Recent issues of The Age have contained details of who Bob Davis, Ron Carter, Ron Barassi, Ken Hands and Tom Hafey consider to be the 50 greatest players in the history of football.
II have had a long history of trying to dispute with my brother the effectiveness of "scientific" (ie. statistics-based) methods of determining who the best player in the league. Although I have given this up with old county cricket because I know that almost all the old English spin bowlers who made county cricket attractive were utterly hopeless on Australian pitches where they could get no spin, I have not ever tried to look at it seriously with footy - less so than with rugby actually.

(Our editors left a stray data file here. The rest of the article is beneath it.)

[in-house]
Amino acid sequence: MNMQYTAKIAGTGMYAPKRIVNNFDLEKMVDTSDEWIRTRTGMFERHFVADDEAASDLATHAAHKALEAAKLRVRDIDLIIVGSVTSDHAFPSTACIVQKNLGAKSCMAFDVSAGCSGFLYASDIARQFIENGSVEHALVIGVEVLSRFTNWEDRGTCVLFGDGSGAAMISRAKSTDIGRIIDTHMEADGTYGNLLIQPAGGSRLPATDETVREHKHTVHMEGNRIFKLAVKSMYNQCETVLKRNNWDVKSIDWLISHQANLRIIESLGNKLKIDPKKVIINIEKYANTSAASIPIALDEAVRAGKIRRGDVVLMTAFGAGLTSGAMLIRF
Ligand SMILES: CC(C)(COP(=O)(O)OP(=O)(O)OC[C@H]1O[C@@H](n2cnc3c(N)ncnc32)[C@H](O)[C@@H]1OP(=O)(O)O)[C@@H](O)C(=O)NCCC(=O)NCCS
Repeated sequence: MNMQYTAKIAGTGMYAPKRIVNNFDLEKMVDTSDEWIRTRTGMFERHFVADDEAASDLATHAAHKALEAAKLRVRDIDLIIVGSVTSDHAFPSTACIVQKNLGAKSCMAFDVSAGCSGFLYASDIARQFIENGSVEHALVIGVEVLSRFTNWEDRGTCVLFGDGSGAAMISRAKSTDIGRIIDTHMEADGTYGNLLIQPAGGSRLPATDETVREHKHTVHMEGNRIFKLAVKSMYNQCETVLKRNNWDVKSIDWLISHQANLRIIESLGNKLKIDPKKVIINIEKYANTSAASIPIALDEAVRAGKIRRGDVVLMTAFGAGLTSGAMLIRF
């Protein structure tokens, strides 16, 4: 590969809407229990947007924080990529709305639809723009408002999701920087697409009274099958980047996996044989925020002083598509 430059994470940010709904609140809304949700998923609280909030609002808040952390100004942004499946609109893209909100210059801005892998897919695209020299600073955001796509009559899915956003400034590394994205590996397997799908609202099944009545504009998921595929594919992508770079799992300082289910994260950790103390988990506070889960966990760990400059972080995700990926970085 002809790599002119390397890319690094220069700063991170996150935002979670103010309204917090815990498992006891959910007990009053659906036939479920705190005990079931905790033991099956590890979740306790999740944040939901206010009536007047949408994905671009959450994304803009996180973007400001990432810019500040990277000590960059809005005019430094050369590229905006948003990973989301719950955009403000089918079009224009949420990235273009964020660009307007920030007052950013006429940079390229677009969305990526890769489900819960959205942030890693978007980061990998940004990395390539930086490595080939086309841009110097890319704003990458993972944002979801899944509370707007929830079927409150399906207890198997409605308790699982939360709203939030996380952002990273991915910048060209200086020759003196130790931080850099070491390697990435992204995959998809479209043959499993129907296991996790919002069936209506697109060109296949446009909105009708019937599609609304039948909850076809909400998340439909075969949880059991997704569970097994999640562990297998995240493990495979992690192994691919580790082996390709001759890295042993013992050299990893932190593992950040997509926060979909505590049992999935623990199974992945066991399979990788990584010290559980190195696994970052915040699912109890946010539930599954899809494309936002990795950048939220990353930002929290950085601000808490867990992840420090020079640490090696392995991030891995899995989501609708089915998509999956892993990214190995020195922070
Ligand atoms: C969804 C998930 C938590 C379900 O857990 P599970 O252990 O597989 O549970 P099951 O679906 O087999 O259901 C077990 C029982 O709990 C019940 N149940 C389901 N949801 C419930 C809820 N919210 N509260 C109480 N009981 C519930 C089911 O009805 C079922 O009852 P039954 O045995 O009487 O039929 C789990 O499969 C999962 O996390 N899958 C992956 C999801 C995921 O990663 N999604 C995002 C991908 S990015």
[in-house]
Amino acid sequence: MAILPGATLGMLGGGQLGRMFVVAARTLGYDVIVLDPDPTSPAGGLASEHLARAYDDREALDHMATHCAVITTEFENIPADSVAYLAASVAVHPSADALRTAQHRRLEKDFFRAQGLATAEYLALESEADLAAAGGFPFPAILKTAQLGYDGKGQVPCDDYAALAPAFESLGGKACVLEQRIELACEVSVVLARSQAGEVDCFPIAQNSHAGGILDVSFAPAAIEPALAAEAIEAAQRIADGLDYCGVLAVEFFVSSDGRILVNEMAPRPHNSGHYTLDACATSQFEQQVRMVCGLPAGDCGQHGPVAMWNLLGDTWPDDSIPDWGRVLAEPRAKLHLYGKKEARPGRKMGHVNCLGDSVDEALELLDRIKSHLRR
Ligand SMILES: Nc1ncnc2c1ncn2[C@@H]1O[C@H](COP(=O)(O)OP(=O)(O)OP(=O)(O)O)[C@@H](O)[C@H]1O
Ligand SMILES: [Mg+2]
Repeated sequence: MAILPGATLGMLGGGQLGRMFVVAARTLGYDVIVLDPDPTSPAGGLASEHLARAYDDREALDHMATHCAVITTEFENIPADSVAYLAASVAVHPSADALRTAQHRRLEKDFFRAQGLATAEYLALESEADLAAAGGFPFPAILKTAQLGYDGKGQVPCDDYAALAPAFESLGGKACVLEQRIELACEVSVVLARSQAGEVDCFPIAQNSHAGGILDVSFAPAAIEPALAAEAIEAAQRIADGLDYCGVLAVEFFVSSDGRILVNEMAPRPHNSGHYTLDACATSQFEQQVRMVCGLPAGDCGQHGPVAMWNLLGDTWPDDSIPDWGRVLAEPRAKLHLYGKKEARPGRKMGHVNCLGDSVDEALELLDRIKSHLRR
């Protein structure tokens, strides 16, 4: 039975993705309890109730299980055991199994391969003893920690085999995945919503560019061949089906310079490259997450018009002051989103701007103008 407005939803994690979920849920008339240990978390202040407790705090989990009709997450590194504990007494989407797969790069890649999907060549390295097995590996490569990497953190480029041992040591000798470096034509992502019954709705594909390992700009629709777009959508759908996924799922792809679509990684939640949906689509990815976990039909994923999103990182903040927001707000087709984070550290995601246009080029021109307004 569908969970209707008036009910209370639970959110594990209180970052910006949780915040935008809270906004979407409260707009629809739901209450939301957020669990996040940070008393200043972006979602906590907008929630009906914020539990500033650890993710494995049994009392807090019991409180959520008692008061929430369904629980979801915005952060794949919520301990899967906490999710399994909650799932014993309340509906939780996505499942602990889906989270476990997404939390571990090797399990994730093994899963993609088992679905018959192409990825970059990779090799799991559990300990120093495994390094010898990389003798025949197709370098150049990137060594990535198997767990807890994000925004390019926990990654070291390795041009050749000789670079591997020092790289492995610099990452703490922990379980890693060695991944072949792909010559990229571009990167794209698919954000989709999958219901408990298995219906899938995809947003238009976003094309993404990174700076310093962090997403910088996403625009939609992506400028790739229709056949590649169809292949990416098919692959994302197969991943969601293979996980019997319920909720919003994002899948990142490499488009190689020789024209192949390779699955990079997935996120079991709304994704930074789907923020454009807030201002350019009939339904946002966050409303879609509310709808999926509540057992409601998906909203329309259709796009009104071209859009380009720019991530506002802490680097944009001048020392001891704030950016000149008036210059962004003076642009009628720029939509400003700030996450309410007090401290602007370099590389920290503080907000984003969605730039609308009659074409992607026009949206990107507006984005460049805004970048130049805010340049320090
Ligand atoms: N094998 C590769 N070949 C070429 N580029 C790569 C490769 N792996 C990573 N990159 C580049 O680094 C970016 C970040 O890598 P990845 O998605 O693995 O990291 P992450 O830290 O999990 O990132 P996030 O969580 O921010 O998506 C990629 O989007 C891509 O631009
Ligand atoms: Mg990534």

Having once been bought a book Knights in Muddy Armour by my mother and actually seen Peter Knights at his peak in the 1970s, he is one player who was surprisingly omitted. Gary Ayres, who won two Norm Smith Medals at a time when I was a Hawthorn fan before finding that their success was due to a zoning system that essentially constituted a gerrymander, is another example from the same period, as is Paul Roos. My father recalls admiring Geelong's Bill Goggin, whom he thought one of the best players in football. Amongst older players, Melbourne's Ivor-Warne Smith, perhaps the predecessor to Knights and Roos, and Footscary centreman Allan Hopkins, are also missing, as is Norm Smith, whom it is thought would have won a Brownlow in 1943.